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Hi Def Home Theatre

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					Today is an exciting time to be a home cinema fan. With the advent of high-definition
home video and audio, it is now possible to view films at home that will look and
sound at least as good as they did in the cinema. To achieve this, you will need to
make sure your home cinema setup meets the requirements of reading, converting and
displaying a high-def source.

To begin with, you will need a hi-def source. Many cable and satellite packages offer
hi-def channels, but many channels use large amounts of compression to squeeze
multiple high-def channels into a limited amount of bandwidth. This causes images to
have compression artefacts, such as macro blocking, mosquito noise or banding.
Audio can also be affected, with very low or high frequencies clipped and complex
parts of the soundtrack sounding "muddy".

The same problem is present on the new download services that allow you to
download and watch a film for a fixed price. Although less noticeable, the problems
of compression are still visible. Lastly, some DVD players will provide "up-scaling"
of standard DVDs, and while this can be an improvement on letting your TV upscale
the image, its not a true high-definition signal, and will appear soft and blurred.

The best source for Hi-Definition content is from a Blu-Ray disc, where there is
enough space to store the image without introducing noticeable compression artefacts,
and to hold completely lossless sound. Look for a player with an internet connection
for easy updates to the firmware, or alternatively consider a Sony Playstation 3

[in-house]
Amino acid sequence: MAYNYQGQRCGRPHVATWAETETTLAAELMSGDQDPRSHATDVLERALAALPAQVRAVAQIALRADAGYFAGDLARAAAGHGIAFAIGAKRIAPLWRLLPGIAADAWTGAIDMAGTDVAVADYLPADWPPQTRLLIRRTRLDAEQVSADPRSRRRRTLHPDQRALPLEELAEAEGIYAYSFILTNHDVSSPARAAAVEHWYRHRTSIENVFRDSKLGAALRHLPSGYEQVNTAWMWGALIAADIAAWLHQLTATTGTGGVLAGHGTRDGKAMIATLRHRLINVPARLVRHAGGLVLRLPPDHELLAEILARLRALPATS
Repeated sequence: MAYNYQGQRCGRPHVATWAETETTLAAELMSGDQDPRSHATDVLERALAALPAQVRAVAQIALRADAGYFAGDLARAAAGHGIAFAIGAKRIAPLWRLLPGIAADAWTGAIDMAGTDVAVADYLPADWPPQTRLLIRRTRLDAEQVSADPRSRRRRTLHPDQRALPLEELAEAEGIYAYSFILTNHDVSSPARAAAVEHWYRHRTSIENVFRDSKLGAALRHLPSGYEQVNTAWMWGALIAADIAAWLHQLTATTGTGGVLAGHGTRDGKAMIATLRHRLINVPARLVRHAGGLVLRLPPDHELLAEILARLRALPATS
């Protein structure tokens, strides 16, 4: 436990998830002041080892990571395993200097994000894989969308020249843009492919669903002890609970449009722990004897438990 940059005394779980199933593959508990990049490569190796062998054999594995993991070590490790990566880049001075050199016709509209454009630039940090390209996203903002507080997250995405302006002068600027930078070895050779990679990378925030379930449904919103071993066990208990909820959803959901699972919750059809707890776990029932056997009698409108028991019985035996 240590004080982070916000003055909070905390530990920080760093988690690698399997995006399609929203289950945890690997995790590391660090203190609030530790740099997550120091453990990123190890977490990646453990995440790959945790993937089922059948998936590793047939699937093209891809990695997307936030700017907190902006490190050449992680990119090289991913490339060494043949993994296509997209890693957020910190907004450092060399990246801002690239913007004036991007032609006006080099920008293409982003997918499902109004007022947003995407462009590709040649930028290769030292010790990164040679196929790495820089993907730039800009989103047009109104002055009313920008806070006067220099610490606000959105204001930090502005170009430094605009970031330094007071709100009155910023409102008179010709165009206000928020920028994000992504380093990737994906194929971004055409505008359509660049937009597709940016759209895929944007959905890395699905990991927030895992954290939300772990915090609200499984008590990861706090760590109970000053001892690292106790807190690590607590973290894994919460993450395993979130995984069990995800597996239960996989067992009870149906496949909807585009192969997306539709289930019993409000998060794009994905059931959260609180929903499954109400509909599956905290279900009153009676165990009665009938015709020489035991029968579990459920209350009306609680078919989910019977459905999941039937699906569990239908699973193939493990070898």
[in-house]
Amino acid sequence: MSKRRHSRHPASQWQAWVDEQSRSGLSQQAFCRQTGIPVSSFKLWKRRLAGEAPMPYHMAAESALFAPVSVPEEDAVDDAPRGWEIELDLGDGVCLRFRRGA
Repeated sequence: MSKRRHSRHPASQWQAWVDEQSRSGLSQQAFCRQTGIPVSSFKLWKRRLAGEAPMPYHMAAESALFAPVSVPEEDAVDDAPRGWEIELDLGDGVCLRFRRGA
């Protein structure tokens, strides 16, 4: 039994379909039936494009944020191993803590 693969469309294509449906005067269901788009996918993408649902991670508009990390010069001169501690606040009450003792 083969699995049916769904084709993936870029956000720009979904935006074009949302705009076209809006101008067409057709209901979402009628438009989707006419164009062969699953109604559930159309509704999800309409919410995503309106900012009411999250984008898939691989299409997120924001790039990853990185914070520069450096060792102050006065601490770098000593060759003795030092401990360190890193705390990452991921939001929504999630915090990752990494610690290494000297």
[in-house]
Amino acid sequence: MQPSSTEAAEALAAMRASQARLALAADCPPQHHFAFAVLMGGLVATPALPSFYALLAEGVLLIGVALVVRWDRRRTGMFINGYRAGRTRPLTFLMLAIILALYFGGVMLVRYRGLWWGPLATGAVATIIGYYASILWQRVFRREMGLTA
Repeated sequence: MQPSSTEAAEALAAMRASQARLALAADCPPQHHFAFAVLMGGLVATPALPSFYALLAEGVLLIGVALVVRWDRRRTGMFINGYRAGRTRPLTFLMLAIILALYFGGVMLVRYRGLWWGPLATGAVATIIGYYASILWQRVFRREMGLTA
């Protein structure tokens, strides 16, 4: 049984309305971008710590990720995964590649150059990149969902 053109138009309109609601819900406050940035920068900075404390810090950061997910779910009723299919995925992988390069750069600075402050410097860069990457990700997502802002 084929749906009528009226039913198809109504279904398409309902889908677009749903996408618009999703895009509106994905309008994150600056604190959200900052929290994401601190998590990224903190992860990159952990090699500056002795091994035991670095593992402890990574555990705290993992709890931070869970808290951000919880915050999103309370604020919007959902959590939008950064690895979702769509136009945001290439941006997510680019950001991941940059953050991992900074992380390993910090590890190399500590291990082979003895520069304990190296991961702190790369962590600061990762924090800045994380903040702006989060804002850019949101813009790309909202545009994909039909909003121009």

console, which is also a very high-quality Blu-Ray player.

With a hi-def system, only one cable, HDMI, is required to transmit both picture and
sound. A HDMI cable is a digital connection, so there are fewer problems from noise
or interference. Beware overpriced cables; the digital signal means expensive
multi-layered insulation is not necessary. Pay no more than you would for good
computer DVI cable, on which the HDMI standard is based.

The hi-def signal will first go into your home-cinema amplifier, which will need a
HDMI input. The amplifier needs to be capable of decoding the sound formats used
by the Blu-Ray disc. The most common formats are Dolby Digital Plus and DTS-HD,
these are updates of the formats used on DVDs, and all modern home cinema amps
should decode them. Look out for Dolby True HD and DTS-HD Master Audio
support, these are new formats for maximum-quality lossless sound, but only the
latest or more expensive amps have support for these right now. Lastly you may see
LPCM audio tracks. These are lossless and uncompressed, so no decoding is required
and all amps can play them.

Your amp should have a HDMI output that will allow you to connect it to your TV or
Projector. With the amp handling the audio, the video signal is fed back out and into
your display. To properly function your display will need to be "HDCP compliant",
HDCP stands for HD "Copy Protection", and only HDMI inputs with the built in
HDCP technology can decode HD video. All newer displays have this, but some early
TVs and projectors had HDMI sockets that missed out the HDCP chip.

There are several different resolutions that can be called High Definition. 720p and
1080i are used by some TV channels and also hi-def video games. The highest
standard is 1080p, and is used by Blu-Ray movies. Most new displays will handle all
three formats, but when buying a TV or projector, check the native resolution, the
number of physical lines of picture it can display. TVs that only have a native
resolution of 720 will be forced to scale a 1080p signal down, which will reduce the
picture detail and may introduce artefacts.

				
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posted:1/18/2011
language:English
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